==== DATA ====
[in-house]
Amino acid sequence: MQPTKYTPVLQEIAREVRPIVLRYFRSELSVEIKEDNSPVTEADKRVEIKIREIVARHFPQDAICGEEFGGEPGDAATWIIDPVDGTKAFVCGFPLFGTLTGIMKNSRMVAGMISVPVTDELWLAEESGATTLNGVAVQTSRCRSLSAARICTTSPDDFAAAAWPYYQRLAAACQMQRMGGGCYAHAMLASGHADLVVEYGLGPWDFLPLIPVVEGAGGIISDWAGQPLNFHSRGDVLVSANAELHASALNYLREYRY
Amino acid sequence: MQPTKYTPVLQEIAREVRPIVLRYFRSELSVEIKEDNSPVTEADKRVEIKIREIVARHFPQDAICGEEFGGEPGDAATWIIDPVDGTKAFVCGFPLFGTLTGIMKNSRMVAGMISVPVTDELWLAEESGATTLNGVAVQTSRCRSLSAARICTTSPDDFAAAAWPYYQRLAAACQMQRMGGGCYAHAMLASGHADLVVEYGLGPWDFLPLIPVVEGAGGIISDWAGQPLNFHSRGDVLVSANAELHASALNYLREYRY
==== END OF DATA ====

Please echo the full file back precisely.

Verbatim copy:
[in-house]
Amino acid sequence: MQPTKYTPVLQEIAREVRPIVLRYFRSELSVEIKEDNSPVTEADKRVEIKIREIVARHFPQDAICGEEFGGEPGDAATWIIDPVDGTKAFVCGFPLFGTLTGIMKNSRMVAGMISVPVTDELWLAEESGATTLNGVAVQTSRCRSLSAARICTTSPDDFAAAAWPYYQRLAAACQMQRMGGGCYAHAMLASGHADLVVEYGLGPWDFLPLIPVVEGAGGIISDWAGQPLNFHSRGDVLVSANAELHASALNYLREYRY
Amino acid sequence: MQPTKYTPVLQEIAREVRPIVLRYFRSELSVEIKEDNSPVTEADKRVEIKIREIVARHFPQDAICGEEFGGEPGDAATWIIDPVDGTKAFVCGFPLFGTLTGIMKNSRMVAGMISVPVTDELWLAEESGATTLNGVAVQTSRCRSLSAARICTTSPDDFAAAAWPYYQRLAAACQMQRMGGGCYAHAMLASGHADLVVEYGLGPWDFLPLIPVVEGAGGIISDWAGQPLNFHSRGDVLVSANAELHASALNYLREYRY